Whatever the name, the evaluator investigates the circumstances of the parties and children. Typically, a full evaluation involves a meeting or interview with both parents with and/or without the children, possibly a visit to each parent’s home, and interview(s) with those who frequently interact with the parents and children; most common, counselors, school staff, and family members.
The purpose of child support payments is to help pay for the costs associated with raising the child. The child support obligation of each parent is determined by the gross income of the parties, any other legally obligated child support orders, medical costs including insurance and costs for work-related child care.
Adoption is the creation of a parent-child relationship by judicial order between people who are not a natural parent and a child. When the court orders an adoption it also ends the parental rights and responsibilities of the natural parents. Under the law, the new parent-child relationship is no different than the relationship between a natural parent and child. Maryland and the District of Columbia do not bar adults from being adopted.
Any adult who is not the child’s natural parent may petition the court for adoption. It is not required that the petitioner be married. However, the spouse of the petitioner will be joined in the petition unless the couple is separated, the spouse is not legally competent, or the spouse is already the legal parent of the child. Petitioners who pursue an adoption through a public agency will be required to complete a 27-hour home study course.
3rd Party Custody
A de facto parent is someone the court treats like a parent due to the person’s relationship with the child. Such a relationship is created when the legal parent consented to and fostered the relationship between the defacto parent and the child; the child lives with the defacto parent and performs parental functions for the child to a significant degree.
Each jurisdiction handles third party custody uniquely. It is best to consult with an attorney to discuss your case.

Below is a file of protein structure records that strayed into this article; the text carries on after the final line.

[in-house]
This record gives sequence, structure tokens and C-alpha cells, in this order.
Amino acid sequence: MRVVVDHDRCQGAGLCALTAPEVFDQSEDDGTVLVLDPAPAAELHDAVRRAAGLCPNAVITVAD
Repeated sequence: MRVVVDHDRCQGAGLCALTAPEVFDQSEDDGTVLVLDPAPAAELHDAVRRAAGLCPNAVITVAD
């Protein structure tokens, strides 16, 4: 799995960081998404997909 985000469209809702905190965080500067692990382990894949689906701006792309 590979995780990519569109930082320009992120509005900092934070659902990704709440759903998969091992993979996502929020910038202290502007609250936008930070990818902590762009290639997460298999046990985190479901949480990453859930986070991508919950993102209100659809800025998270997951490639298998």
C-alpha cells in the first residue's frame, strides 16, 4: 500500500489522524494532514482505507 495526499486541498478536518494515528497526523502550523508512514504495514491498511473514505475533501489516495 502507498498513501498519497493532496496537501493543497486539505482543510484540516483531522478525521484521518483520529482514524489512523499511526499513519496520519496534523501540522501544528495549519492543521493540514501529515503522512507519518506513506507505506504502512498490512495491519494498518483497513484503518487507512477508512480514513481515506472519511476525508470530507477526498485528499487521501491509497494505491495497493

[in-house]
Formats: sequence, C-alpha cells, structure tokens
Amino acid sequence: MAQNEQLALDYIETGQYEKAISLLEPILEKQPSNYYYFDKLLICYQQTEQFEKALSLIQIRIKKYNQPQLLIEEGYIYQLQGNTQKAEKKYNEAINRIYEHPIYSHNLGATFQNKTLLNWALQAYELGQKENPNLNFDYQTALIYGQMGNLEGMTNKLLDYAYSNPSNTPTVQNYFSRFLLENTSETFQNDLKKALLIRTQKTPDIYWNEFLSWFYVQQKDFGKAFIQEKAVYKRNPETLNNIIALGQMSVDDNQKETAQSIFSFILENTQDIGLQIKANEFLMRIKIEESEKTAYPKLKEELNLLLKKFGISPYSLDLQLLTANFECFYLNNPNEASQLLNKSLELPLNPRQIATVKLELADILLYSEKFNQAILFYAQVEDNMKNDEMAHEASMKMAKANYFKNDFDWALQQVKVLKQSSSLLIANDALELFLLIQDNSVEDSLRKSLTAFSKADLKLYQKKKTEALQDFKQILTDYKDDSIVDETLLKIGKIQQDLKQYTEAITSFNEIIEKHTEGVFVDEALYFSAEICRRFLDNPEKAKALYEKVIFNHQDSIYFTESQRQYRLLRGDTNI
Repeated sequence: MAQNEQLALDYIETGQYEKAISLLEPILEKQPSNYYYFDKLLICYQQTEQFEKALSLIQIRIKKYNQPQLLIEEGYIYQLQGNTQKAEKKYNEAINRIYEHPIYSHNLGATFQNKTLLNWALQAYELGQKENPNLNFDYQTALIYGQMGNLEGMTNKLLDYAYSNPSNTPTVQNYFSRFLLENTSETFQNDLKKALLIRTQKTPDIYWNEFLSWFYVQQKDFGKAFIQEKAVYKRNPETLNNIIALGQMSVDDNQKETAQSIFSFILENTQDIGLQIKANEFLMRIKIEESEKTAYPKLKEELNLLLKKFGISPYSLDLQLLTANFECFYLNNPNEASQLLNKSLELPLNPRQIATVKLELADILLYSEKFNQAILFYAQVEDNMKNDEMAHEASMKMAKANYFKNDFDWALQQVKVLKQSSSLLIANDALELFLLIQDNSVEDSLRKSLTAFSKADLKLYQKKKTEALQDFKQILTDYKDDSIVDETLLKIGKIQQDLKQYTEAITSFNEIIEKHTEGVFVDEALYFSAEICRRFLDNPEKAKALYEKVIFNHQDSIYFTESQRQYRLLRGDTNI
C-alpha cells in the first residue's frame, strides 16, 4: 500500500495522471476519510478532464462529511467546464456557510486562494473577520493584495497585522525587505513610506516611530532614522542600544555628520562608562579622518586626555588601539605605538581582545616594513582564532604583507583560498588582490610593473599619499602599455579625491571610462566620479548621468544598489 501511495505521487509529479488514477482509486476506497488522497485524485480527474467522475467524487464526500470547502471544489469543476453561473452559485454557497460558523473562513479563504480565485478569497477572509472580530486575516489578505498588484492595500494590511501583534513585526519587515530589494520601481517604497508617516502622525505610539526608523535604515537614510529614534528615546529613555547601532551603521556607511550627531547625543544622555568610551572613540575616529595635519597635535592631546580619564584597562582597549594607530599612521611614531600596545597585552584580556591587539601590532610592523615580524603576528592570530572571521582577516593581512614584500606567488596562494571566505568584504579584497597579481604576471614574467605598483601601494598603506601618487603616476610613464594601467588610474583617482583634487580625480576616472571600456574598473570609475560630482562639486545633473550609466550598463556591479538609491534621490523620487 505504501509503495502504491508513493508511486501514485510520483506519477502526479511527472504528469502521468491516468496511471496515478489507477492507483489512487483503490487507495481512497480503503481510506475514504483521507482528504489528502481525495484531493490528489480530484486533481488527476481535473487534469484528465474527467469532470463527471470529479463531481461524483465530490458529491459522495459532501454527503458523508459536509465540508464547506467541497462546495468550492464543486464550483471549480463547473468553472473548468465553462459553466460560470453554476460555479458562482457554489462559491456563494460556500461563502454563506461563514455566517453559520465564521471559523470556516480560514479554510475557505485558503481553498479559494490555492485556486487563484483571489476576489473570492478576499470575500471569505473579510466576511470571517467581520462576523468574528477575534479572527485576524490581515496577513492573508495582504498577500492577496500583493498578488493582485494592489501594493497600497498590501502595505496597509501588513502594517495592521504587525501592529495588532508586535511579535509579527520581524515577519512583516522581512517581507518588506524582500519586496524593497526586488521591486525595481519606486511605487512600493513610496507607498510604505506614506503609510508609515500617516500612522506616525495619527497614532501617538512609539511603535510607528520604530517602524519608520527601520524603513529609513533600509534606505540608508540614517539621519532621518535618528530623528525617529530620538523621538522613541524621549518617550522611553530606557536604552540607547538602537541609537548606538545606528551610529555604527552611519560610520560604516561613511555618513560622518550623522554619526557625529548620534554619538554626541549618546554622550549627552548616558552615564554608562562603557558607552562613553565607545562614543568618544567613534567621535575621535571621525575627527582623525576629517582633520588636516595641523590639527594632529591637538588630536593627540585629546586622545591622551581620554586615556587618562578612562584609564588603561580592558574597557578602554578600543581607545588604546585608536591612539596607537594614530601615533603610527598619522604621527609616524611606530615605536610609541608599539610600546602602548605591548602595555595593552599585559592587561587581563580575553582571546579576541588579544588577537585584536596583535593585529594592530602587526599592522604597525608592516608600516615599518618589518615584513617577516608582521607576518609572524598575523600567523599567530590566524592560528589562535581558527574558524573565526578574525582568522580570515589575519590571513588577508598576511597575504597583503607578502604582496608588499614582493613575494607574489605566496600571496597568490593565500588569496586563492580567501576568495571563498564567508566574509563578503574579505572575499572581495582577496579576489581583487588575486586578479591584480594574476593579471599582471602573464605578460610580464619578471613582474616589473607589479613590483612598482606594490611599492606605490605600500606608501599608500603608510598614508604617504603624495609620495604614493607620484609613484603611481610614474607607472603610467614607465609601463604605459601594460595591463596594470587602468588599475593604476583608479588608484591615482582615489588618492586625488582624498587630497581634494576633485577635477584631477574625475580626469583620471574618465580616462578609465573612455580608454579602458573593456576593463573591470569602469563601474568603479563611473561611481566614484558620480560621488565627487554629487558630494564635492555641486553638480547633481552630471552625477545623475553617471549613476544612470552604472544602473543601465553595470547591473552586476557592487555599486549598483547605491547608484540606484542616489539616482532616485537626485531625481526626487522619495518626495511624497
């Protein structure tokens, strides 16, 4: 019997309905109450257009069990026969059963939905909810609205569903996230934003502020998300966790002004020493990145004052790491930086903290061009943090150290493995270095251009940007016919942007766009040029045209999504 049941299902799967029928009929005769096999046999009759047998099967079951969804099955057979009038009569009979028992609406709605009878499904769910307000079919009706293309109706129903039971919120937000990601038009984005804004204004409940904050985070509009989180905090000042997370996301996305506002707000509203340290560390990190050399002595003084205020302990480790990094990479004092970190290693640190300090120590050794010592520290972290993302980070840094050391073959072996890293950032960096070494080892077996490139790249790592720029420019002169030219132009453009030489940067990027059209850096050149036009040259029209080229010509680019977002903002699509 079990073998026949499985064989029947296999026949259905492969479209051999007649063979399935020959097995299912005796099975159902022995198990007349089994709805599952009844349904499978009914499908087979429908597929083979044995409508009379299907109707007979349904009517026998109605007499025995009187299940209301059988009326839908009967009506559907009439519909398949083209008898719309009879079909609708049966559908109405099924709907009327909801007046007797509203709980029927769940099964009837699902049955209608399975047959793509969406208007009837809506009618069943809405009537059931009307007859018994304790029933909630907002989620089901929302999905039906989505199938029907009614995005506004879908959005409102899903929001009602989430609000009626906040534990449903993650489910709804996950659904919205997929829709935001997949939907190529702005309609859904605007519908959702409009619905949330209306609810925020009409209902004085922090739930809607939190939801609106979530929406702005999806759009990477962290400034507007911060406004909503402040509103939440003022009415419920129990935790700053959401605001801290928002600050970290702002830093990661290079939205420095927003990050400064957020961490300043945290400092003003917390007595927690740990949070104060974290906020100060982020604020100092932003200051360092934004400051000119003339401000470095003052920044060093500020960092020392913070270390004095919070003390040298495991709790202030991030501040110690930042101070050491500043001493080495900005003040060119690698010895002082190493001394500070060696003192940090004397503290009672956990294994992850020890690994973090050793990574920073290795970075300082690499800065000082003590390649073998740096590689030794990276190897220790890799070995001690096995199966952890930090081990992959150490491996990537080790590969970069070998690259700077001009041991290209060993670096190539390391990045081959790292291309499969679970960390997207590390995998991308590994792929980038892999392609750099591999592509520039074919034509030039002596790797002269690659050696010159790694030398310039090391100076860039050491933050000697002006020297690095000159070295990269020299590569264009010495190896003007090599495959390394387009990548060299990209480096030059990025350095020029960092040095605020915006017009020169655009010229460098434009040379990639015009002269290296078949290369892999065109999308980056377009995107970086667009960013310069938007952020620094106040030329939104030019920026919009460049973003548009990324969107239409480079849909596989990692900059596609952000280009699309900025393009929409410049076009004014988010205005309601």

We can prepare or review pre-nuptial agreements, post-nuptial agreements and separation agreements. Agreements are generally upheld and enforced by the court where there has been full disclosure by the parties and no evidence of coercion or undue influence.
Peace Orders and Protective Orders
Peace and protective orders are designed to provide relief against various forms of malicious and abusive behavior inflicted by others. The difference between them is dependent on who is eligible. Protective orders are for domestic violence cases (e.g. current and former spouses, cohabitants, person who have a child in common). Peace orders are for strangers or persons not closely related.
Assault, rape, false imprisonment, mental injury to a minor child, stalking or any act that places a person in fear of imminent serious bodily harm is considered abuse.
If you are a victim of abuse, you may apply for a peace or protective order where a judge or a court commissioner will enter a temporary order if there are reasonable grounds for the protective or peace order.
There are three types of peace orders. The first is an interim peace order which goes into effect once the respondent is served by a law enforcement officer and lasts until a judge holds a temporary peace order hearing. A temporary peace order is in effect until a final peace order is issued.
Typically, the orders will order the abuser to refrain from harming or threatening to harm the petitioner; refrain from contacting the petitioner by any means whether it’s face to face, phone calls or messages; and stay away from places the petitioner frequents such as a home or place of work.
As adults get older, many of them are not able to make decisions for themselves due to Alzheimer’s or other forms of dementia, a stroke, an accident or some other serious medical condition. If someone is no longer able to make important decisions for themselves, a judge can appoint a “guardian” to make those decisions.
If the court finds by clear and convincing evidence that an individual is incapable of making or communicating decisions regarding his or her life, the court will appoint a guardian who will have the same rights and duties as a parent does over a minor child. The guardian has a duty to provide care and comfort for the individual, including looking after medical, social, recreational and friendship needs.
A potential guardian need not go through this process if a legally valid power of attorney was executed prior to the incapacity.
If you have a loved one who is unable to make decisions for themselves or care for themselves, it is advisable to speak to an experienced attorney who can help guide you through the process.